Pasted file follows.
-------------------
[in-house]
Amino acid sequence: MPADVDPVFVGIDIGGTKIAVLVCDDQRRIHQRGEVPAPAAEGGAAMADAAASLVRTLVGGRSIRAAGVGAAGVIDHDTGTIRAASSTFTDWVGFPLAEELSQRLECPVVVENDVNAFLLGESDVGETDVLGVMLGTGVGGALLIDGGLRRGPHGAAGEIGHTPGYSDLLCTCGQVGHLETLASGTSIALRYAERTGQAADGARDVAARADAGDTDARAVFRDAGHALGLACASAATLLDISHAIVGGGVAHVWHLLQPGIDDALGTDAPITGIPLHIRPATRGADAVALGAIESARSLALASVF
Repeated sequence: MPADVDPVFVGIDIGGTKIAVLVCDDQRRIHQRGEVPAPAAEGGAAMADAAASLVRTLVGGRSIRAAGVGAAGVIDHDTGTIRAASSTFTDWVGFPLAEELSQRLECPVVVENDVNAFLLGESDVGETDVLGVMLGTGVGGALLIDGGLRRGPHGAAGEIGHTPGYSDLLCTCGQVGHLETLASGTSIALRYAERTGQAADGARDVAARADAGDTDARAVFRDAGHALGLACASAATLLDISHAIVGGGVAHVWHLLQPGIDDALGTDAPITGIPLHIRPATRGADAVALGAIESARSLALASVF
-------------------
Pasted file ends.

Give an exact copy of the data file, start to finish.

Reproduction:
[in-house]
Amino acid sequence: MPADVDPVFVGIDIGGTKIAVLVCDDQRRIHQRGEVPAPAAEGGAAMADAAASLVRTLVGGRSIRAAGVGAAGVIDHDTGTIRAASSTFTDWVGFPLAEELSQRLECPVVVENDVNAFLLGESDVGETDVLGVMLGTGVGGALLIDGGLRRGPHGAAGEIGHTPGYSDLLCTCGQVGHLETLASGTSIALRYAERTGQAADGARDVAARADAGDTDARAVFRDAGHALGLACASAATLLDISHAIVGGGVAHVWHLLQPGIDDALGTDAPITGIPLHIRPATRGADAVALGAIESARSLALASVF
Repeated sequence: MPADVDPVFVGIDIGGTKIAVLVCDDQRRIHQRGEVPAPAAEGGAAMADAAASLVRTLVGGRSIRAAGVGAAGVIDHDTGTIRAASSTFTDWVGFPLAEELSQRLECPVVVENDVNAFLLGESDVGETDVLGVMLGTGVGGALLIDGGLRRGPHGAAGEIGHTPGYSDLLCTCGQVGHLETLASGTSIALRYAERTGQAADGARDVAARADAGDTDARAVFRDAGHALGLACASAATLLDISHAIVGGGVAHVWHLLQPGIDDALGTDAPITGIPLHIRPATRGADAVALGAIESARSLALASVF